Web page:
Thus from the end of the eighth century agriculture became a marginal Jewish occupation in both Christian and Muslim lands. However, Jews continued as farmers wherever legal and social conditions permitted. Large groups of Jewish farmers are known in North Africa in the ninth century. They are mentioned in connection with irrigation, gardening, viticulture, and the commercial production of cheese (which is known to have been stamped with the word berakhah, "blessing"). Livestock breeding was apparently an unimportant branch in Jewish agriculture. In Egypt in the 12th century Jews entrusted cattle or sheep to non-Jews to be raised for meat. Similarly, they frequently handed over fields, vineyards, orchards, and gardens to Gentile sharecroppers, although Jewish bustāni (gardeners) are mentioned in documents of the Cairo *Genizah. They perhaps worked in "the orchard of the synagogue of the Palestinians" in Old Cairo (Fostat). While cheese making and beekeeping by Jews have a large place in the Genizah records, they are overshadowed by the production of wine. Naturally "pressers" of grapes are mentioned, although these probably worked only on a seasonal basis. Another agricultural specialist frequently mentioned in the Genizah from the 11th to the 13th centuries was the sukkari, the manufacturer and seller of sugar, which was produced mostly from cane but sometimes from raisins or dates. In western North Africa (the Maghreb) Jews owned cultivated land in the villages and city outskirts. Some of the tales of R. *Nissim b. Jacob of Kairouan (first half of the 11th century) have a rural or semirural setting and are probably located in North Africa (cf. Hirschberg in bibliography).

After the Muslim conquest of Spain in 711, Jews there gradually entered the agrarian sphere taking advantage of changes such as the apportionment of land, liquidation sales, or the expropriation of rebels. Andalusia attracted a stream of immigrants from North Africa, including numerous Jews who were often skilled farmers. These possibly constituted the majority of Jewish landowners and peasants mentioned there in tenth-century records. Problems concerning cornfields and orchards are dealt with at length in the Spanish rabbinical responsa of the period, which also mention technical innovations, for instance pumping methods. The Jewish karram (winegrower) had to see to every aspect of viticulture, from amelioration of the soil to grape pressing. After the Spanish territories passed to Christian rule, Jews continued to engage in agriculture. In Leon and Castile, Aragon and Catalonia, Jews are often recorded as settlers and developers of newly occupied areas, frequently in collaboration with the monasteries. Jews owned large tracts of land, in particular near the towns, since many members of the Jewish upper strata participated in the parcellation and recolonization of lands captured from the Muslims during the Christian Reconquest from the 12th century on. Some Jewish smallholders cultivated their own plots: fields and pastures, orchards and gardens are mentioned. Jews also employed hired labor. Some dealt in livestock and agricultural products, or engaged in crafts based on agricultural materials, such as hides and fibers. It is not known whether the raw material for the important Spanish-Jewish silk industry was produced locally or bought from Sicilian Jews.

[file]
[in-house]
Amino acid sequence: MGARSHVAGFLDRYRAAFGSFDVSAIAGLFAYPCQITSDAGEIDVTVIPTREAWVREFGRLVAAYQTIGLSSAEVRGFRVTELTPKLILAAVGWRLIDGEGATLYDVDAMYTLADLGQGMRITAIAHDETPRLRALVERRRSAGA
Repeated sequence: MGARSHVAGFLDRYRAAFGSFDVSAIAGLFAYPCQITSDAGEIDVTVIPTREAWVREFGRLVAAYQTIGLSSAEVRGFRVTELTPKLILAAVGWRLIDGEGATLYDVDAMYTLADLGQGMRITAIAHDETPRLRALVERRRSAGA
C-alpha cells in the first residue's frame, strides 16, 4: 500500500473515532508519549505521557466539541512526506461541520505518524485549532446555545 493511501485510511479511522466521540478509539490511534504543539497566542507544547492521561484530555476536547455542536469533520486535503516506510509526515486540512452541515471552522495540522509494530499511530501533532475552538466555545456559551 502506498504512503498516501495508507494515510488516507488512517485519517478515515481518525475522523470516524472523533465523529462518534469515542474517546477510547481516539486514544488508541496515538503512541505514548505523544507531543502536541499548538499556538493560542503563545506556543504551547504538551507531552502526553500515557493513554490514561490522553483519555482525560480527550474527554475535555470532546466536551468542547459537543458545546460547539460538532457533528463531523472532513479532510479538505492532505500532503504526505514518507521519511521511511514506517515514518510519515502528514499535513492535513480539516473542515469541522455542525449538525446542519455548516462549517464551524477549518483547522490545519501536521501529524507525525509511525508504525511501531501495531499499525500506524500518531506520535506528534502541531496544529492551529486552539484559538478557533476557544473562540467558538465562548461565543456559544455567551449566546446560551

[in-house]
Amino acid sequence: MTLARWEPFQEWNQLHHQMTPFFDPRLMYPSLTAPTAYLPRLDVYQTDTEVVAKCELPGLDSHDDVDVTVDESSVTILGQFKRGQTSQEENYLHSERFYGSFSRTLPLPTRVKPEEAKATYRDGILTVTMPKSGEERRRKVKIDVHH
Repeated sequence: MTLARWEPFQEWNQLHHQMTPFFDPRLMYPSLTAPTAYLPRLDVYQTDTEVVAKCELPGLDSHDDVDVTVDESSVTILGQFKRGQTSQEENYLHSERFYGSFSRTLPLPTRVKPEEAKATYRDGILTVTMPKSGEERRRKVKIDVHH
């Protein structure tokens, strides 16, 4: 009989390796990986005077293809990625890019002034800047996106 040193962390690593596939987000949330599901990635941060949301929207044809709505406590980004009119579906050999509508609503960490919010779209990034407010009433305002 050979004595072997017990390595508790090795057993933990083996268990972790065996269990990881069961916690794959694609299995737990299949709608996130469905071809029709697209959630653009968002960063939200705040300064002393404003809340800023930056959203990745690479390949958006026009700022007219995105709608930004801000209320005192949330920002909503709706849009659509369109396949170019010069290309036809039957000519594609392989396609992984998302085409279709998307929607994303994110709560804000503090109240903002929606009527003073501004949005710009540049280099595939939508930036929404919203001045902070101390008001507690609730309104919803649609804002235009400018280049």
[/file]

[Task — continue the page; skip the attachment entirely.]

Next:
In Italy, Jewish economic activity was not subjected to legal restrictions until the 16th century, but the majority of Jews there lived in the cities. However, their (probably uninterrupted) presence in rural areas, particularly in central and southern Italy, is evidenced. Jews were among the first to cultivate the mulberry in Italy, and the flourishing silk industry was largely controlled by Jews. In Sicily Jews owned and cultivated vineyards and olive groves. Some excelled in cultivating the date palm; Frederick ii gave certain Jews the stewardship of his private grove. Beside these farmers there were Jewish fishermen. Sicilian Jews also owned land or herds which were looked after by non-Jews on a sharecropping basis. Many Jews in Sicily in the 13th and 14th centuries were engaged in commerce or crafts based on agriculture.

In southern France, especially in Provence, conditions were similar to those in Spain and Italy. Great Jewish allodia are mentioned in the early Middle Ages, some near Narbonne are recalled in a legendary context. In the greater part of medieval France and Germany, however, the Jews who engaged in agriculture were the exception rather than the rule. In the time of Charlemagne (eighth–ninth centuries), some Jews still farmed large tracts of land. In suitable regions Jews are found specializing in viticulture, fruit growing, and dairy farming. These capital intensive and semi urban branches of agriculture could be combined with commercial activities. In addition, while vineyards or orchards required expert supervision, they did not demand continual labor, so that even scholars like *Rashi and Jacob *Tam could grow grapes for a living while devoting time to study.